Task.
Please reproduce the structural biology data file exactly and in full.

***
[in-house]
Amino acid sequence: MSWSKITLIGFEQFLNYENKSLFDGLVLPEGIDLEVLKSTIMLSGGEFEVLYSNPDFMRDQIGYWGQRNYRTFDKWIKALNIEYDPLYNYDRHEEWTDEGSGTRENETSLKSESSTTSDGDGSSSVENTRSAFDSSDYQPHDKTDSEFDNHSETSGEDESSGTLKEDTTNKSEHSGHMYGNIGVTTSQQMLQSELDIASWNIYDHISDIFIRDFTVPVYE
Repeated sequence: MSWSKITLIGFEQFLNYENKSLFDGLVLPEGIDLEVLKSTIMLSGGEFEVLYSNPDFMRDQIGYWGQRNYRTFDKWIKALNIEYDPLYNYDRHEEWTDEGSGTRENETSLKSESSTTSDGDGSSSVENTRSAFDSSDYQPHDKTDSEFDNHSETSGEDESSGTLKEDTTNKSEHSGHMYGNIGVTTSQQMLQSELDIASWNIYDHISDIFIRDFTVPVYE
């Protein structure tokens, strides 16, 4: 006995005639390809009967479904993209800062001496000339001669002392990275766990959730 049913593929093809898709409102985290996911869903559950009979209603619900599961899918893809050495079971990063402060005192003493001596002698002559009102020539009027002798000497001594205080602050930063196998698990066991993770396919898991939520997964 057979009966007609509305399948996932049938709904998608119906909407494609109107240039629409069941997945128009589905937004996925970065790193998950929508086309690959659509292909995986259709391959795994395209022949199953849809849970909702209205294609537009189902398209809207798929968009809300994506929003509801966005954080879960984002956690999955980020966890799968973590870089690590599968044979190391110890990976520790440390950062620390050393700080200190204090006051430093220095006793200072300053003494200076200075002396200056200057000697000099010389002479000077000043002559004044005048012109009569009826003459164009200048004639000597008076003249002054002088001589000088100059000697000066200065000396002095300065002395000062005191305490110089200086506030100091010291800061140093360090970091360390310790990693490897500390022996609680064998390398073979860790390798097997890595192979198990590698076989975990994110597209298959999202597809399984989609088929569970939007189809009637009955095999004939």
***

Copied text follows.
[in-house]
Amino acid sequence: MSWSKITLIGFEQFLNYENKSLFDGLVLPEGIDLEVLKSTIMLSGGEFEVLYSNPDFMRDQIGYWGQRNYRTFDKWIKALNIEYDPLYNYDRHEEWTDEGSGTRENETSLKSESSTTSDGDGSSSVENTRSAFDSSDYQPHDKTDSEFDNHSETSGEDESSGTLKEDTTNKSEHSGHMYGNIGVTTSQQMLQSELDIASWNIYDHISDIFIRDFTVPVYE
Repeated sequence: MSWSKITLIGFEQFLNYENKSLFDGLVLPEGIDLEVLKSTIMLSGGEFEVLYSNPDFMRDQIGYWGQRNYRTFDKWIKALNIEYDPLYNYDRHEEWTDEGSGTRENETSLKSESSTTSDGDGSSSVENTRSAFDSSDYQPHDKTDSEFDNHSETSGEDESSGTLKEDTTNKSEHSGHMYGNIGVTTSQQMLQSELDIASWNIYDHISDIFIRDFTVPVYE
């Protein structure tokens, strides 16, 4: 006995005639390809009967479904993209800062001496000339001669002392990275766990959730 049913593929093809898709409102985290996911869903559950009979209603619900599961899918893809050495079971990063402060005192003493001596002698002559009102020539009027002798000497001594205080602050930063196998698990066991993770396919898991939520997964 057979009966007609509305399948996932049938709904998608119906909407494609109107240039629409069941997945128009589905937004996925970065790193998950929508086309690959659509292909995986259709391959795994395209022949199953849809849970909702209205294609537009189902398209809207798929968009809300994506929003509801966005954080879960984002956690999955980020966890799968973590870089690590599968044979190391110890990976520790440390950062620390050393700080200190204090006051430093220095006793200072300053003494200076200075002396200056200057000697000099010389002479000077000043002559004044005048012109009569009826003459164009200048004639000597008076003249002054002088001589000088100059000697000066200065000396002095300065002395000062005191305490110089200086506030100091010291800061140093360090970091360390310790990693490897500390022996609680064998390398073979860790390798097997890595192979198990590698076989975990994110597209298959999202597809399984989609088929569970939007189809009637009955095999004939």